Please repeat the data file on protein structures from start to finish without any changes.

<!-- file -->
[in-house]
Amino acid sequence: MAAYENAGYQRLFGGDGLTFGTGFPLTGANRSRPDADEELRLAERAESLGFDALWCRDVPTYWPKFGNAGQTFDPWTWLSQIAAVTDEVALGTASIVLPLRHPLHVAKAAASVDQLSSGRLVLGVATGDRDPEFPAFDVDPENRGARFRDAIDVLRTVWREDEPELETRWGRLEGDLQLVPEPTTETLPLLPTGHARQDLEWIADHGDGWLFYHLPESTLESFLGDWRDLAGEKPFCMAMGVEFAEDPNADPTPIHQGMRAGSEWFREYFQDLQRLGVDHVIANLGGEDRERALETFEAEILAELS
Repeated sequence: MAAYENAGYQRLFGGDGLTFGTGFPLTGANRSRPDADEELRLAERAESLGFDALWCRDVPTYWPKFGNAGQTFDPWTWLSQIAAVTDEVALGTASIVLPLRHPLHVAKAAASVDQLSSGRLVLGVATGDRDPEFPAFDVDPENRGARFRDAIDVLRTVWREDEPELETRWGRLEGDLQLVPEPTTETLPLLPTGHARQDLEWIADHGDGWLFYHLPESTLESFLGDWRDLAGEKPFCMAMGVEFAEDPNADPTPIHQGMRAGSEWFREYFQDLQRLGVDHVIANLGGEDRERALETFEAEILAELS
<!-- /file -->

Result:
[in-house]
Amino acid sequence: MAAYENAGYQRLFGGDGLTFGTGFPLTGANRSRPDADEELRLAERAESLGFDALWCRDVPTYWPKFGNAGQTFDPWTWLSQIAAVTDEVALGTASIVLPLRHPLHVAKAAASVDQLSSGRLVLGVATGDRDPEFPAFDVDPENRGARFRDAIDVLRTVWREDEPELETRWGRLEGDLQLVPEPTTETLPLLPTGHARQDLEWIADHGDGWLFYHLPESTLESFLGDWRDLAGEKPFCMAMGVEFAEDPNADPTPIHQGMRAGSEWFREYFQDLQRLGVDHVIANLGGEDRERALETFEAEILAELS
Repeated sequence: MAAYENAGYQRLFGGDGLTFGTGFPLTGANRSRPDADEELRLAERAESLGFDALWCRDVPTYWPKFGNAGQTFDPWTWLSQIAAVTDEVALGTASIVLPLRHPLHVAKAAASVDQLSSGRLVLGVATGDRDPEFPAFDVDPENRGARFRDAIDVLRTVWREDEPELETRWGRLEGDLQLVPEPTTETLPLLPTGHARQDLEWIADHGDGWLFYHLPESTLESFLGDWRDLAGEKPFCMAMGVEFAEDPNADPTPIHQGMRAGSEWFREYFQDLQRLGVDHVIANLGGEDRERALETFEAEILAELS